This is the first in a series of three blog posts.
Google Public DNS and OpenDNS are free DNS resolvers that anybody can use on their computer to resolve a hostname (www.example.com) to an IP address. Google and OpenDNS promise faster and safer DNS lookups and each serves billions of DNS queries every month.
It has been blogged about before that using these DNS resolvers can cause (big) problems when requesting content from CDNs, because some CDNs detect the user's location wrong and serve content from far-away servers.
We decided to investigate if this problem still exists, and if so how big the problem is. We will answer the following 3 questions:
- How many people use Google DNS and OpenDNS?
- Which CDNs support edns client subnet?
- Is real-world CDN performance different for Google DNS and OpenDNS users?
How many people use Google DNS and OpenDNS?
Between Oct 3 and Oct 15 2012 we ran over 3.5 million tests from around the world.
The key findings are:
- 8.04% of users worldwide use either Google DNS or OpenDNS
- Google DNS has 2.5 times more users than OpenDNS
- Popularity of these DNS services varies greatly by country
- Google DNS is very popular in Vietnam, Indonesia, Turkey and Egypt
Just by looking at these 10 countries you can see the big differences. Canada is the only country where OpenDNS is used by more people than Google DNS. United Kingdom and Australia are pretty similar, usage of bot public DNS services is relatively low in France, but high in Russia and Brazil. In India and especially Indonesia, both DNS services are used by a lot of people. View the table below to gain insight in Google Public DNS and OpenDNS usage/popularity for the 80 countries and states (US/CA) that we received most test results from.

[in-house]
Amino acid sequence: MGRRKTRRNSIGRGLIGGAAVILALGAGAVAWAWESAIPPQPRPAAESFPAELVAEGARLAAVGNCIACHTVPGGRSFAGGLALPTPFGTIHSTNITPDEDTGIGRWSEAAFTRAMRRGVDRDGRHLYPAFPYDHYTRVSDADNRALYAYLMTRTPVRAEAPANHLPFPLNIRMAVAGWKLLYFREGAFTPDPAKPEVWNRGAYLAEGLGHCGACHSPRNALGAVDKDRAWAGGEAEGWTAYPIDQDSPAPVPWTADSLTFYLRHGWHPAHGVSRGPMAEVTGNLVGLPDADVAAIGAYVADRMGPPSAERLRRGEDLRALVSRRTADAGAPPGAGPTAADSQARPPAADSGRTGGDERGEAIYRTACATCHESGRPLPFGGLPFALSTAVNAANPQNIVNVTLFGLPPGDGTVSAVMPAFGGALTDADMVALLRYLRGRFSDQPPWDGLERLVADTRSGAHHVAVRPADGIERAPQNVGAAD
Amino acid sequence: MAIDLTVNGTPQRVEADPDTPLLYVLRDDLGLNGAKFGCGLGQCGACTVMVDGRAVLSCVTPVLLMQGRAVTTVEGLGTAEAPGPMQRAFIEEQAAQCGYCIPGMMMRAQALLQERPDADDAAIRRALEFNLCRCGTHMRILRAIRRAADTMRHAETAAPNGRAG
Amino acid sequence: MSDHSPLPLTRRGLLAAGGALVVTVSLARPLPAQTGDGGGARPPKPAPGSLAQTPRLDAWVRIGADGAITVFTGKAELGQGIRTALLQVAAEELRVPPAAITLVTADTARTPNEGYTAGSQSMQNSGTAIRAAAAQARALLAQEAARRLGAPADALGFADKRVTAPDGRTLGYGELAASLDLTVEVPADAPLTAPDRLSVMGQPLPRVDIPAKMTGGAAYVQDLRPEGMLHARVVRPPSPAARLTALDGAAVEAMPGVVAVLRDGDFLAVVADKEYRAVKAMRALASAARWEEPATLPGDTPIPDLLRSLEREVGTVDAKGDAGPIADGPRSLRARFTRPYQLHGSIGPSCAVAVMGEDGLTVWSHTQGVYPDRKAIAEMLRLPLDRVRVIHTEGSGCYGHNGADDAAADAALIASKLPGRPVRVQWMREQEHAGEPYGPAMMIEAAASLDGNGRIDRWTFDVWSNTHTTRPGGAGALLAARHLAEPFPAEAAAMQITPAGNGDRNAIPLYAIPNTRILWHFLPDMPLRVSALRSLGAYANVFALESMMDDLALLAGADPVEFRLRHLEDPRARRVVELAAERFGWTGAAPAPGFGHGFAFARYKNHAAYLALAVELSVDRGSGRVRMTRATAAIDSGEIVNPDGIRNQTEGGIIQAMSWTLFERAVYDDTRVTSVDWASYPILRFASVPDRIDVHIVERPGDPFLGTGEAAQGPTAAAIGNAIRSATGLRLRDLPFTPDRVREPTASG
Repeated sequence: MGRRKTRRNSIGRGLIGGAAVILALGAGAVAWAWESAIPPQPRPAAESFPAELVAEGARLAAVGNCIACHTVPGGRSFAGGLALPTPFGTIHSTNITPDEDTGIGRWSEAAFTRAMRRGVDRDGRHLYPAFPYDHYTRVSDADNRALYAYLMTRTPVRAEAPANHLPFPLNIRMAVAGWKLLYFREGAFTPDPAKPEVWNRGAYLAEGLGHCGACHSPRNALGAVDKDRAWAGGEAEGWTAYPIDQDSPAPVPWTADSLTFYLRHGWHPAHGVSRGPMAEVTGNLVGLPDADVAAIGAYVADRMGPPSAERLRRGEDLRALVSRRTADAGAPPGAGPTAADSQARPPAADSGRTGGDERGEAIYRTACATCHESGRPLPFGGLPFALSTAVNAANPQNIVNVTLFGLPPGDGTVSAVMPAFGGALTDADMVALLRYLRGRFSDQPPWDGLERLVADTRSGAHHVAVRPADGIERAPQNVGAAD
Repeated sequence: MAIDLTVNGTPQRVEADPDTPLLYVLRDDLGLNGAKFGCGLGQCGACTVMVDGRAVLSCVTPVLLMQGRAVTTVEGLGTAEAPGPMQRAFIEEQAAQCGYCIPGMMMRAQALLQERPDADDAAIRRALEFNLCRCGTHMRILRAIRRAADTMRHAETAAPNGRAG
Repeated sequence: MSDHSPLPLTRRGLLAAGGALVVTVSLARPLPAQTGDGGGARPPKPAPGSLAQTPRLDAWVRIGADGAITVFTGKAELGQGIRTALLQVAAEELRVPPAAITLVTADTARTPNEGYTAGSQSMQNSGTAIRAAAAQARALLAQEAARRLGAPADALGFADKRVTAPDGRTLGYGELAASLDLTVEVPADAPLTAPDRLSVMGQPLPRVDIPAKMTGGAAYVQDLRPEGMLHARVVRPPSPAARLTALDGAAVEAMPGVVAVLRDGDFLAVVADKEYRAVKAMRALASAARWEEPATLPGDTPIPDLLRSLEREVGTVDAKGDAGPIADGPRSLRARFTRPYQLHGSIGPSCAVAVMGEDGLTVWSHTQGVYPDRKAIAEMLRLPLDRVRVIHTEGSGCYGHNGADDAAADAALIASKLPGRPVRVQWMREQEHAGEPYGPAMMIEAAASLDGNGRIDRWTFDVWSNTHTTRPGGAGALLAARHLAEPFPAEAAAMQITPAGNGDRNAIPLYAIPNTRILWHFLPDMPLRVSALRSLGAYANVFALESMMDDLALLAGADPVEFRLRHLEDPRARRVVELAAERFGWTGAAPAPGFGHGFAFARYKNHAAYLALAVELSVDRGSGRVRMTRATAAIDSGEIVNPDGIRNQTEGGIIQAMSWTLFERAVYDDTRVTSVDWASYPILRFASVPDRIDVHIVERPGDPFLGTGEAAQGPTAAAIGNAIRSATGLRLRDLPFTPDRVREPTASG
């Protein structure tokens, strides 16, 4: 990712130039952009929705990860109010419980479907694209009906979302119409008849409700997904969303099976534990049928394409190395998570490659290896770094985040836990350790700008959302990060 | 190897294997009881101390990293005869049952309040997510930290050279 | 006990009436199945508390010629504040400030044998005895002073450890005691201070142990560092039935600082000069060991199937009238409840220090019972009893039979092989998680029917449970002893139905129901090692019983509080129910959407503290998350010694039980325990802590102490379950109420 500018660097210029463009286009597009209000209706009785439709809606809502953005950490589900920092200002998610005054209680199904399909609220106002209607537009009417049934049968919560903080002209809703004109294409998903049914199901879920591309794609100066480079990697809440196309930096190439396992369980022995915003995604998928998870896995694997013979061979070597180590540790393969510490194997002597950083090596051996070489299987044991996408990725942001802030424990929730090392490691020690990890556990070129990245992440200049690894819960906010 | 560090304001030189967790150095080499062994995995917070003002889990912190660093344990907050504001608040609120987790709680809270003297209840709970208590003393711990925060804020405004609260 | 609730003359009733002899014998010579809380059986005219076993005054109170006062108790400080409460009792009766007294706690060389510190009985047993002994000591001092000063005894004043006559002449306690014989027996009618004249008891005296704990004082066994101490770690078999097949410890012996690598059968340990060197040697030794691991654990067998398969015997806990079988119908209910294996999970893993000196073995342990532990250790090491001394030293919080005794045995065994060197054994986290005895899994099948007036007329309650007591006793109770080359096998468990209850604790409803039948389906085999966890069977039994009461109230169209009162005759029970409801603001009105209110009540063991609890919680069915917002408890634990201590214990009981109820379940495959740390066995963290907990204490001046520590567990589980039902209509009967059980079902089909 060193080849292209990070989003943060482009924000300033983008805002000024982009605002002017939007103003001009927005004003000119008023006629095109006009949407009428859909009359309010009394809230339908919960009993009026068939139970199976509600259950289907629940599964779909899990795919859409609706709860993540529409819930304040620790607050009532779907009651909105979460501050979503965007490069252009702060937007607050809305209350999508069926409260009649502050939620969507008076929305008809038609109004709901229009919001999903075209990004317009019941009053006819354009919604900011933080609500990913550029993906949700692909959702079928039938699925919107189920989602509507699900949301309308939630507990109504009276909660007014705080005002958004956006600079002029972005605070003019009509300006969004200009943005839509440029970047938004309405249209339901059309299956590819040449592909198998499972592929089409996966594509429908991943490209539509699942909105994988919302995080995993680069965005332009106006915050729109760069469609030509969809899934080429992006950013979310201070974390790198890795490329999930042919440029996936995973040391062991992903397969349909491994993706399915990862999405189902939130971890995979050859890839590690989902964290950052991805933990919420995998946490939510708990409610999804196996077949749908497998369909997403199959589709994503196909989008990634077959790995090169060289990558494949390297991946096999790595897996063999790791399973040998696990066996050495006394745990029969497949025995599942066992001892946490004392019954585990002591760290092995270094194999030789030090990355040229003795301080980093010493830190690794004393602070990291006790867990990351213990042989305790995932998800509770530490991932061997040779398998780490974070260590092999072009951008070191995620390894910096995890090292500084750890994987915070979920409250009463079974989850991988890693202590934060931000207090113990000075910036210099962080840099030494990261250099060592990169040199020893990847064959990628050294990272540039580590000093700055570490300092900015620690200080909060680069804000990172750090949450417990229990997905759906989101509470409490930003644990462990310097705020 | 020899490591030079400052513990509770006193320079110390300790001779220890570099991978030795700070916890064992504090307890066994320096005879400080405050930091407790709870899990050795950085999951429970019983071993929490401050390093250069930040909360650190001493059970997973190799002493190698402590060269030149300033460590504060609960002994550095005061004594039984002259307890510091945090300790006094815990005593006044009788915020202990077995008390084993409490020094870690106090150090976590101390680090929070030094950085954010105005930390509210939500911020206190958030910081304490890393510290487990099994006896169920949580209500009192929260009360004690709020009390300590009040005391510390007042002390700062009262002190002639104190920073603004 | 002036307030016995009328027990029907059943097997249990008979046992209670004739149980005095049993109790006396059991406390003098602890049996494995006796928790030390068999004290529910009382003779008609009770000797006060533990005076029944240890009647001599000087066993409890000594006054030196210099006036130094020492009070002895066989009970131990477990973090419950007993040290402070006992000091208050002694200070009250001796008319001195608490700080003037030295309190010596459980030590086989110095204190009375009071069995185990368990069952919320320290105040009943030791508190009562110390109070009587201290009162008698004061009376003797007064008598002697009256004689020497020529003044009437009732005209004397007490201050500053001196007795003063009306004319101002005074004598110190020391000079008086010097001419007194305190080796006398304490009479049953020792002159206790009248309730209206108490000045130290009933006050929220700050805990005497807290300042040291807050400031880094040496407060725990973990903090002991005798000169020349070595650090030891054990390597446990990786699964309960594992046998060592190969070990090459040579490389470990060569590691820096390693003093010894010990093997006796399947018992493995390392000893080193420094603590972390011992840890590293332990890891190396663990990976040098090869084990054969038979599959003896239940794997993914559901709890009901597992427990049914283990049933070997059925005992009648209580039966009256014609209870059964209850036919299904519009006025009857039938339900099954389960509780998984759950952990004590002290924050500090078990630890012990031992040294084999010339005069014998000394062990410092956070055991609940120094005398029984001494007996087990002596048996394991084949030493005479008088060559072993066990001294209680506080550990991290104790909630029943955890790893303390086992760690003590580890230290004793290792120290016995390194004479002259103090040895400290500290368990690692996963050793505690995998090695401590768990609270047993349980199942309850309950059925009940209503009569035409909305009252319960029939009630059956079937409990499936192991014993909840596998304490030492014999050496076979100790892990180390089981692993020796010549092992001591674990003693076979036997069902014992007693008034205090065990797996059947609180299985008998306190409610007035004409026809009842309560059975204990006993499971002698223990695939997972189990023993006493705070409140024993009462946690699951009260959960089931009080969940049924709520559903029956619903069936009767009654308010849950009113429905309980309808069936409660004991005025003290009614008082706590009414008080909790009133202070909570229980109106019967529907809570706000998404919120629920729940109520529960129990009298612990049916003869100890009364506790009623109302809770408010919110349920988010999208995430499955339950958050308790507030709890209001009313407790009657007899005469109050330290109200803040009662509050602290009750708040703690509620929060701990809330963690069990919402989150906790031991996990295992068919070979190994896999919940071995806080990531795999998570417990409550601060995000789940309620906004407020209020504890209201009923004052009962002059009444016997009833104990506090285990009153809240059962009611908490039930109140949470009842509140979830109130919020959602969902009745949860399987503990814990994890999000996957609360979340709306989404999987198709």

|Country/state||Count||Using OpenDNS||Using Google DNS||Using OpenDNS or Google|
|United States (California)||262,210||5,688||2.17%||9,527||3.63%||15,215||5.80%|
|United States (Texas)||69,494||1,650||2.37%||1,895||2.73%||3,545||5.10%|
|United States (New York)||61,482||1,647||2.68%||1,861||3.03%||3,508||5.71%|
We will continue our DNS tests and likely publish an update to this blog post in the future.
Sajal used the following setup:
- RUM.js. Added a few lines of code to this JS file, to send request to a random hostname for which our DNS server is the authoritative name server
- HTTP server (Nginx). Returns a 204 response to all requests. Uploads logfiles to S3 every hour
- Node.js based DNS server. Uses the excellent native-dns library. Gives same response with very low TTL to all queries. Echoes back the client-subnet (if any) with scope netmask of 32. Uploads logfiles to S3 every hour
- Desktop. Offline analysis after downloading logfiles from S3. Using MongoDB for storage, Disco for parallel processing
The first step is to get the user's IP and their resolver's IP
- User tries to access http://<uuid>.example.com/foo.jpg
- User asks for the IP of <uuid>.example.com from the resolver configured in the user's machine
- The configured resolver asks our authoritative DNS server. We log the IP of resolver and the uuid here. Also log EDNS parameters if available
- User finally establishes HTTP connection to <uuid>.example.com. We log the IP of the user and the uuid
- Match users IP to resolver IP where uuid matches
Step two is to match ASNs, country, etc.
We detected the ASN of the DNS resolver's IP and user's IP and then detected geo location of the user, geo location of the dns server, whether edns was used or not, the edns paramaters that came with the query and user agent. If the ASN matched Google Public DNS or OpenDNS, we used information on these webpages (Google DNS server locations, OpenDNS network map) to figure out its location.